INTEL SSD PRO 2500 240GB
£126 inc VAT • intel.co.uk
Intel was an early prime mover in solid-state drive technology, applying its semiconductor know-how to make some respected SSDs in the days before they became more affordable and popular. Today’s Intel SSDs have forsaken innovation and are more derivative, and in the case of the SSD Pro 2500, we find that Intel is no longer using its own silicon anywhere. For the main NAND flash chips it is buying from South Korean Hynix, while the key controller technology is supplied by Seagate SandForce.
The SSD Pro 2500 is aimed at business users and consumers that want to add an extra layer of security with a self-encrypted drive (SED). This is available with most SSDs as an encryption routine that is accessed through the BIOS of PCs running Windows or Linux, but is perhaps not the easiest way for an unskilled user to secure their computer. Microsoft is making this easier for Windows users with its eDrive initiative, which allows BitLocker to work with hardware encrypting SSDs built to the later TCG Opal 2.0 and IEEE 1667 standard. Drives like the SSD Pro 2500 here, which is available in a wide range of capacities, namely 120-, 180-, 240-, 360- and 480GB.
Furthering its business credentials, Intel tells us is designed to meet an Annualized [sic] Failure Rate of below 1 percent, and like many modern drives it is covered by a five-year warranty.
The drive can be managed by Intel’s SSD Toolbox software for Windows. This allows diagnostic scans, SMART reports and secure erasure, as well as firmware updates. For Linux and OS X users, there are just bootable ISOs for firmware bug fixes.
In straightforward sequential testing with synthetic benchmarks the Pro 2500 proved to be a fast mover, reaching up to 555MB/s reads in ATTO and 530MB/s write speeds. CrystalDiskMark showed relatively fast results here too in its zero-data mode, just shy of 500MB/s for reads and writes. When the benchmark was set to its default random dataset we saw the usual slowdown experienced by SandForce-based drives, with sequential write speed dropping to 291MB/s.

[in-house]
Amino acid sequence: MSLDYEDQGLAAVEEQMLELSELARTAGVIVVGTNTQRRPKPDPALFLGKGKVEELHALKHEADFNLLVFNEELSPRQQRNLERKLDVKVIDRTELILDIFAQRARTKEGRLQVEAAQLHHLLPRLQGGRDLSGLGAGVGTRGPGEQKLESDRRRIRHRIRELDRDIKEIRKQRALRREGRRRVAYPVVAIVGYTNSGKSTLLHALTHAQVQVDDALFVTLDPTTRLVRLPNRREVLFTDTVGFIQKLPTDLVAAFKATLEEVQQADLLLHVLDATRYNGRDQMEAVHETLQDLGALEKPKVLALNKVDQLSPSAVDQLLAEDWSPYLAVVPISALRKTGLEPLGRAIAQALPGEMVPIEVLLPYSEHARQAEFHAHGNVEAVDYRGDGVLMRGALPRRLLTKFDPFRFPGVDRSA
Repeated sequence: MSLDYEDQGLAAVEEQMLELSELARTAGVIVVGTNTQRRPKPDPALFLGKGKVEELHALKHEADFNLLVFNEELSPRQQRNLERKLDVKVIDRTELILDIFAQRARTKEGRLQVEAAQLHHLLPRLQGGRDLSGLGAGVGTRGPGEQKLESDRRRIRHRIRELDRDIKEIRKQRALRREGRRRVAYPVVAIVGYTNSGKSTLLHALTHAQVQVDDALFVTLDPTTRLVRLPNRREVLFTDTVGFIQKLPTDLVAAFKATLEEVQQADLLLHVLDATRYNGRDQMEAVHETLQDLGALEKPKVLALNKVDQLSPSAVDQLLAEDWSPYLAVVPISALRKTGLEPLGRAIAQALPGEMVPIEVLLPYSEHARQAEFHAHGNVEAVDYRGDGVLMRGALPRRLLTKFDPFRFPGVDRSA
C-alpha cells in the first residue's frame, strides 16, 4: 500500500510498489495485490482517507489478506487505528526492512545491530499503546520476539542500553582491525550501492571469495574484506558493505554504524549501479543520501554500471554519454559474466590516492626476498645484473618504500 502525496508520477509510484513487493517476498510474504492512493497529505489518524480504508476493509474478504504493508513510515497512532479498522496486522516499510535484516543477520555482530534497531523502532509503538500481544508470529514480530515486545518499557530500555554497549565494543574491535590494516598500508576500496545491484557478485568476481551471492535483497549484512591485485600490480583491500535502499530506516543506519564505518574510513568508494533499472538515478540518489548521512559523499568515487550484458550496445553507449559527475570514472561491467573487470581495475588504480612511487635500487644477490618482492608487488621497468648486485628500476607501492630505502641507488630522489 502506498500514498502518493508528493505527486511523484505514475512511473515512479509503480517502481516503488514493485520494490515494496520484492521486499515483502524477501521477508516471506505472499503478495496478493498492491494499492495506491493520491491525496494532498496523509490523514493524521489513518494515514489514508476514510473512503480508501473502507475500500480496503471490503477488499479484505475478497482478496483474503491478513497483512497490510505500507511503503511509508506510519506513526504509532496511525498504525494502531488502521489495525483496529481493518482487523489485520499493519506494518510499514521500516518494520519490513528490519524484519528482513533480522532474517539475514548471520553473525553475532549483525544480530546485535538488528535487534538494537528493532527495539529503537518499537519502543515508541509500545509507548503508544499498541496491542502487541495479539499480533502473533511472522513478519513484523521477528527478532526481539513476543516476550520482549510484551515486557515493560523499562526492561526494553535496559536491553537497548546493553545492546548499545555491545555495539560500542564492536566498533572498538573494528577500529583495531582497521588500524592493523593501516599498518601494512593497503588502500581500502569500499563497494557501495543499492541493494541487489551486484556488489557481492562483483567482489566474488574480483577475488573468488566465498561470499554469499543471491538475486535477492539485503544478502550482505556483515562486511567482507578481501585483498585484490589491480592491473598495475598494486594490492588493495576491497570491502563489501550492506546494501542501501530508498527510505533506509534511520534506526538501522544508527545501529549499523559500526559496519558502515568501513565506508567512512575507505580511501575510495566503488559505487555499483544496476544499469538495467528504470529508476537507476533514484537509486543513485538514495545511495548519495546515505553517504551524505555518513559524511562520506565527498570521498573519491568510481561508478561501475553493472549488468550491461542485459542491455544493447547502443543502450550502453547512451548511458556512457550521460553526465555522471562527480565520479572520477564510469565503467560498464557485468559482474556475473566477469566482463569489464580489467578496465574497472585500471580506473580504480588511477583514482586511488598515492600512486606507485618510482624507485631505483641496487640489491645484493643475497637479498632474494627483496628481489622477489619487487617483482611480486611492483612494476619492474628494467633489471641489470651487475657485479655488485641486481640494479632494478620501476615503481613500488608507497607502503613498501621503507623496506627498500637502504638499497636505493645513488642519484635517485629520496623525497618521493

With the small 4kB random tests the Intel was reading at 31MB/s, a typical result, with writes reaching 70MB/s, which is at the lower end of what’s possible with moderns SSDs. When loaded with 32 threads these figures swelled to 302MB/s reads but just 252MB/s writes, where most drive we test tend to exceed 350MB/s.
Looking at input/output operations per second, CDM gave us 77,300 read IOPS and 64,600 write IOPS, while AS SSD reported even lower with 50,100 and 52,900 IOPS respectively. This led to the latter benchmark returning an overall nominal score of 721 points, the lowest on test.
It’s worth remembering that the poor benchmark results are a direct result of the SandForce controller and its low write speed when processing incompressible data. This would be most manifest in realworld use if you were working heavily with media files such as JPEG, or even plain ZIP files. For general office tasks this may be less of an issue and the drive should perform at closer to its headline speeds. VERDICT: The Intel SSD Pro 2500 is designed for Wintel business computing, where its Opal 2.0 compliance may interest IT managers. However this security feature is not unique to business SSDs and can be found on, for example, Crucial and Samsung drives too, at a lower cost. Where the Intel SSD may excel is in its use of older but well-tested components, promoting reliability and freedom from issue inherent with newer hardware and firmware.